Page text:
Researchers didn’t have data on the identity of the specific donors, but Small said the online charity’s overall donors tend to be highly-educated, wealthier and living on the east or west coast, which is more liberal.

Researchers also found that people were more charitable toward young black children than young white children. Small said that could be a result of some measure of white guilt, or more likely, that people assume that black kids are more needy than white kids, despite coming from similar economic situations.

The findings on how race and age affect who people think is deserving of sympathy may have implications beyond charities and fundraising, the study notes. For instance, Small speculates they could shed light on juvenile criminal sentencing or other domains “where you’re evaluating the blame-worthiness of a child,” such as adoption, immigration or how the public thinks tax dollars should be spent.

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[Stuff] Who Says? (Video) http://dcentric.wamu.org/2012/01/stuff-who-says-video/ http://dcentric.wamu.org/2012/01/stuff-who-says-video/#comments Thu, 19 Jan 2012 17:07:18 +0000 Elahe Izadi http://dcentric.wamu.org/?p=13541 Continue reading ]]> The [Stuff] people say meme has come to D.C., courtesy of this SocialStudies DC video (which you can watch at the bottom of this post). Some choice lines include, “Wait, where are you from, originally?” and “It’s only $1,400 a month for their converted sunroom, so, not bad.”

But who’s really saying this stuff? Is it really accurate to call it “[Stuff] D.C. says?”

A couple of people, including @clintonyates, tweeted the video is really things that white people in D.C. say.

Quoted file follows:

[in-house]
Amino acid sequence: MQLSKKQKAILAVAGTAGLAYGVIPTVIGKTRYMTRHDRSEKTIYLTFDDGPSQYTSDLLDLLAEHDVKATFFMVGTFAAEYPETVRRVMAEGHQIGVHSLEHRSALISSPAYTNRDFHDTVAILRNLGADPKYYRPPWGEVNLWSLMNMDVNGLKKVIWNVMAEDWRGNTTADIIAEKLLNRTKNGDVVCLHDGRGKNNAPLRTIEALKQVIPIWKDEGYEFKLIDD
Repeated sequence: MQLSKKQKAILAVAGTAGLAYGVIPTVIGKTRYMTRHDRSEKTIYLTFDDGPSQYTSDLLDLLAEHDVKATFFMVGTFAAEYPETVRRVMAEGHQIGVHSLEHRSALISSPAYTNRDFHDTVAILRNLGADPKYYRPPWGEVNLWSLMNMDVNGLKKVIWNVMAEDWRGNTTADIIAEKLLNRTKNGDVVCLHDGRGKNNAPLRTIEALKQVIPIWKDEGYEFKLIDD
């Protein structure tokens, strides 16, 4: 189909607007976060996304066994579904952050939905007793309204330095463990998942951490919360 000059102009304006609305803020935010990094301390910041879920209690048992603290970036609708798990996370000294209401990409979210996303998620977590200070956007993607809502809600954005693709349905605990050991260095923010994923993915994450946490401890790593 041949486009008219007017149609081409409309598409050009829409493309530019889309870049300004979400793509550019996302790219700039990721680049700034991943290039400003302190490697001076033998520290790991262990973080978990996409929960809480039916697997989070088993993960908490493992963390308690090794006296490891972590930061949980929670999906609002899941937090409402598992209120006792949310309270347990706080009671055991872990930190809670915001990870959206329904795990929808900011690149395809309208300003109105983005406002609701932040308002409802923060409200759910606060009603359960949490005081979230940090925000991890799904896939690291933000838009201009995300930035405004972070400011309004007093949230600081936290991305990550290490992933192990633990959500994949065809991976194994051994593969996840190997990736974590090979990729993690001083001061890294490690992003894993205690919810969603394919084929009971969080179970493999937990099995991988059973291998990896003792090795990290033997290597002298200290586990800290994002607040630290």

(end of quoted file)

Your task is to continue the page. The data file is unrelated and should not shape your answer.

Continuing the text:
@ Funny, but very "white DC" tho. You can't have a DC video without the words "bamma" and "uhrea" (DC pronounciation of area)
Ricky Ribeiro

A few folks pointed out that race and class don’t always intersect:

@ @ By "white people" do you really mean young professionals? Age and class ≠ race.
David Garber
@ My co-worker just IM'd me "This sounds like you!" It's definitely not just white people. ;) cc: @ @ @
urban bohemian

@IMGoph further clarified, tweeting it’s really things said by “young people who live mostly in NW and tend to be mostly white.”

.@Sonya_Wins tweets the “video is funny but only if you hang/work around transplants. Otherwise, you probably won’t get it.” She also suggested a video of “native Washingtonians,” which is used by some as a code word for “black Washingtonian.”

Such complaints over the racial and class implications of the video are classic D.C., writes TBD’s Jenny Rogers. “Complaining about hipsters/white people who aren’t from here/people from the suburbs in D.C. Congratulations…  You’ve just added to the list of [stuff] people in D.C. say.”

To be fair, the entire meme is based on stereotypes, so obviously the D.C. version won’t be able to capture all of the nuances and complexities of our demographic makeup. One line in particular stood out to me: “Wait, isn’t Anacostia, like, really dangerous?” Perhaps the next video should just highlight common stereotypes held by people in D.C.

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D.C. Mapped By Stereotypes http://dcentric.wamu.org/2011/08/d-c-mapped-by-stereotypes/ http://dcentric.wamu.org/2011/08/d-c-mapped-by-stereotypes/#comments Wed, 17 Aug 2011 17:54:33 +0000 Elahe Izadi http://dcentric.wamu.org/?p=9793 Continue reading ]]> Do you live amongst go-go, jumbo slice, commie dog walkers or in Ethiopia? Check your location against the DC Stereotype Map, produced by SocialStudiesDC, which attached stereotypes to neighborhoods in a tongue-in-cheek graphic:

Courtesy of SocialStudiesDC

D.C., by stereotypes.

Do you take issue with any of the categorizations? Let us know in the comments.